Opinion

Labour: The Adults Are Back In Charge™

Two months ago, Keir Starmer reached a great milestone in his career as Labour leader, heroically guiding his party towards his first ever election. Which he lost. Quite badly. Since then, the Labour Party apparatchiki have scrambled to find new and exciting justifications as to why, having begun purging Corbynites and bringing back the mature, sensible leadership of the Blair days, they’ve actually started doing worse. Fortunately, they started getting the excuses in early – in fact, they started to get them in before the elections had even happened.

You might suggest that, for a new leader who got the job mainly due to perceived “electability”, conceding that you’re probably about to lose the only by-election on the day of the local elections, Hartlepool, is a really bad sign. Actually losing it: also a really bad sign. Especially given it was one of the Labour constituencies that stayed red throughout the 2019 election. And for the rest? Local elections saw a severe decline for Labour. The Tories surprised themselves with a good showing in London, despite no CCHQ funding. Last month, another by-election saw the Tory seat of Chesham and Amersham flip… to the Lib Dems, while Labour’s vote share fell from over 7,000, to 622. The Greens, for reference, got more than double that. A few days ago, the party barely held onto Batley and Spen, with its majority plummeting from over 3,500 to 323.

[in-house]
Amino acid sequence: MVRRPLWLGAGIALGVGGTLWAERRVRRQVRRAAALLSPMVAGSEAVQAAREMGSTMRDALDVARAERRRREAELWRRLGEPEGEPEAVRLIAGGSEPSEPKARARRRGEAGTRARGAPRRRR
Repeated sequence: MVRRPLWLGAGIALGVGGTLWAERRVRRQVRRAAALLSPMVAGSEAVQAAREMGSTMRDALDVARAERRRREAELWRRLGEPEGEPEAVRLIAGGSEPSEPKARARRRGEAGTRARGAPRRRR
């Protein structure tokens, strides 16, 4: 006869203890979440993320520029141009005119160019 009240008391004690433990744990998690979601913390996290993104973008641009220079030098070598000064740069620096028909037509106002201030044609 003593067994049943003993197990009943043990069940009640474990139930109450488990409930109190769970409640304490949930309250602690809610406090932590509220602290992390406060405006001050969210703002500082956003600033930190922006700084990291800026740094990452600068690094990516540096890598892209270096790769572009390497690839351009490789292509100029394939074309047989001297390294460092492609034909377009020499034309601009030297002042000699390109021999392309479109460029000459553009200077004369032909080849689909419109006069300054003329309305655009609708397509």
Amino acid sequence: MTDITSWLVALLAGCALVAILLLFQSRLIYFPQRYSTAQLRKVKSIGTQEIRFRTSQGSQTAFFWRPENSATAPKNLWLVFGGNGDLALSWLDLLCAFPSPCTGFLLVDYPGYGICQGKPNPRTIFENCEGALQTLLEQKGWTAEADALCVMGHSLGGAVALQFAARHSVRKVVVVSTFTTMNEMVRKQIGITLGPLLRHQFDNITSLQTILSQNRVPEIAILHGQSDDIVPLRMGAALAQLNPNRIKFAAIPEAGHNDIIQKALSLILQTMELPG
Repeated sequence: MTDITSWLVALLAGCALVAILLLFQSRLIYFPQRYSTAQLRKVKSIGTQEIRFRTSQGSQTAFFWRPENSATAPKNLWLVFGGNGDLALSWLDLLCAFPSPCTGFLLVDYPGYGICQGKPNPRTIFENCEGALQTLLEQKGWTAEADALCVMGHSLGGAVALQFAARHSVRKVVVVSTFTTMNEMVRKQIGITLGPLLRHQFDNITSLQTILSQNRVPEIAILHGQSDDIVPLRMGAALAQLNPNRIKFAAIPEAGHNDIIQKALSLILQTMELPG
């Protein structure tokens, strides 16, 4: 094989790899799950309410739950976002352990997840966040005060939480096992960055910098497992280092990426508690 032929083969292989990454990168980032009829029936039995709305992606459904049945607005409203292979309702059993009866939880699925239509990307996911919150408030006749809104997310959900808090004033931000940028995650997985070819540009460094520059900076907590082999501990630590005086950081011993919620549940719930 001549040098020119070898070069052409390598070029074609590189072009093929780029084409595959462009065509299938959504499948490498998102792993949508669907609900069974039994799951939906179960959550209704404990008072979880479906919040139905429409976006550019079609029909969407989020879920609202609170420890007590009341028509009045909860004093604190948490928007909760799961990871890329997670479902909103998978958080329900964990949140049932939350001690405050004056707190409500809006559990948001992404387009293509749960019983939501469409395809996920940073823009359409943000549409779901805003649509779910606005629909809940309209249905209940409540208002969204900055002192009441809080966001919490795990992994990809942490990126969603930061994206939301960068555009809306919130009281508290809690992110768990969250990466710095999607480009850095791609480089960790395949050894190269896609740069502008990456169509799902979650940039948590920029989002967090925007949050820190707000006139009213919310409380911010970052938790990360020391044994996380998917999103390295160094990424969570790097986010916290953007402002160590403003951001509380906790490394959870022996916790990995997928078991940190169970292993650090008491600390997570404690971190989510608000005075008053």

Chesham and Amersham is a rich constituency, so Labour’s loss is understandable – though, with Corbyn out and the Tory vote plummeting, it should have done better. Batley and Spen is a bit of an odd case, as it was a very narrow victory in which over 8,000 votes went to George Galloway and the Workers’ Party. The seat previously had about 6,000 socially conservative voters going to a different independent party; it seems Galloway picked them up, and perhaps squeezed new floating voters out of Labour. Still, Labour did win there.

But Hartlepool in particular stands out as an example of what respectable political analysts like myself refer to as a “bruh moment”. Since its formation in 1974, the constituency has been a solid Labour seat. Even in the turmoil of 2019, Labour won by several thousand votes. Granted, if you combine the Brexit Party and Tory votes for that election, they lose. But even then, they lose with a much higher vote share than Labour got this time round. And those are, definitionally, floating voters – the kind of Labour defectors who, as in Batley and Spen, clearly don’t like the Tories that much, and who Starmer traded heavily on being able to win back. Why couldn’t he?

There are many potential explanations, varying from “Tories are finally the party of the working class” (they aren’t – their main voting bloc are old homeowners, same as always) to “this was Corbyn’s fault” (or “would be”, since many Starmer fans used this prior to the election itself). One explanation came from a couple of Hartlepool voters, interviewed by the BBC’s Chris Mason, who complained Labour had failed them – that the town had no court, no jail, and had lost its A&E department. These are not things a single MP can fix. They are also all things that happened under a Conservative government. Online, this fact has been pointed out, with abundant contempt.